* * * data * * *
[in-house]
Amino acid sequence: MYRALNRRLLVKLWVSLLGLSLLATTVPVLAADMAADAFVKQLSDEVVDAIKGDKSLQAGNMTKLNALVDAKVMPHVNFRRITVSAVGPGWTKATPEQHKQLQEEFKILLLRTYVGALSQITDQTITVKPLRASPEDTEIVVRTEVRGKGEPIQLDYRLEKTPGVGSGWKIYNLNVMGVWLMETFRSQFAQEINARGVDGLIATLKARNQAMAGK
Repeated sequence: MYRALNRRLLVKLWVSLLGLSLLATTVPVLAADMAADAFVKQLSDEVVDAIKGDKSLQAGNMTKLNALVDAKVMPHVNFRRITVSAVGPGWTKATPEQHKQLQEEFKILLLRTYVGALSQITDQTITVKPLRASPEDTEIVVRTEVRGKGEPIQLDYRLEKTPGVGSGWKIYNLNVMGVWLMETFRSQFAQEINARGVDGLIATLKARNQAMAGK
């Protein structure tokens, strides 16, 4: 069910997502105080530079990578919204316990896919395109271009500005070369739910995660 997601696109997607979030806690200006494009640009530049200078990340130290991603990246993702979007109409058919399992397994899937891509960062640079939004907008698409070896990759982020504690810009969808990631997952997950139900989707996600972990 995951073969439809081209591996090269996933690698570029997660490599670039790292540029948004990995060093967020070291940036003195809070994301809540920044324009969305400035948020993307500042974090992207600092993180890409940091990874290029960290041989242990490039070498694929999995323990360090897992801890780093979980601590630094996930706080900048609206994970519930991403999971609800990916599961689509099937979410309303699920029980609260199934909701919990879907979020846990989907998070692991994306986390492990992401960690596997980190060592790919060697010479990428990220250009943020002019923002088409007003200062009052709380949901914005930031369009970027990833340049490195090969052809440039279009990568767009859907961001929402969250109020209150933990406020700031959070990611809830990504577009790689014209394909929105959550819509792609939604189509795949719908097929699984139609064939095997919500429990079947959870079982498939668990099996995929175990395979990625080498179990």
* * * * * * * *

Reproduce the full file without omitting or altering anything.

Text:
[in-house]
Amino acid sequence: MYRALNRRLLVKLWVSLLGLSLLATTVPVLAADMAADAFVKQLSDEVVDAIKGDKSLQAGNMTKLNALVDAKVMPHVNFRRITVSAVGPGWTKATPEQHKQLQEEFKILLLRTYVGALSQITDQTITVKPLRASPEDTEIVVRTEVRGKGEPIQLDYRLEKTPGVGSGWKIYNLNVMGVWLMETFRSQFAQEINARGVDGLIATLKARNQAMAGK
Repeated sequence: MYRALNRRLLVKLWVSLLGLSLLATTVPVLAADMAADAFVKQLSDEVVDAIKGDKSLQAGNMTKLNALVDAKVMPHVNFRRITVSAVGPGWTKATPEQHKQLQEEFKILLLRTYVGALSQITDQTITVKPLRASPEDTEIVVRTEVRGKGEPIQLDYRLEKTPGVGSGWKIYNLNVMGVWLMETFRSQFAQEINARGVDGLIATLKARNQAMAGK
């Protein structure tokens, strides 16, 4: 069910997502105080530079990578919204316990896919395109271009500005070369739910995660 997601696109997607979030806690200006494009640009530049200078990340130290991603990246993702979007109409058919399992397994899937891509960062640079939004907008698409070896990759982020504690810009969808990631997952997950139900989707996600972990 995951073969439809081209591996090269996933690698570029997660490599670039790292540029948004990995060093967020070291940036003195809070994301809540920044324009969305400035948020993307500042974090992207600092993180890409940091990874290029960290041989242990490039070498694929999995323990360090897992801890780093979980601590630094996930706080900048609206994970519930991403999971609800990916599961689509099937979410309303699920029980609260199934909701919990879907979020846990989907998070692991994306986390492990992401960690596997980190060592790919060697010479990428990220250009943020002019923002088409007003200062009052709380949901914005930031369009970027990833340049490195090969052809440039279009990568767009859907961001929402969250109020209150933990406020700031959070990611809830990504577009790689014209394909929105959550819509792609939604189509795949719908097929699984139609064939095997919500429990079947959870079982498939668990099996995929175990395979990625080498179990």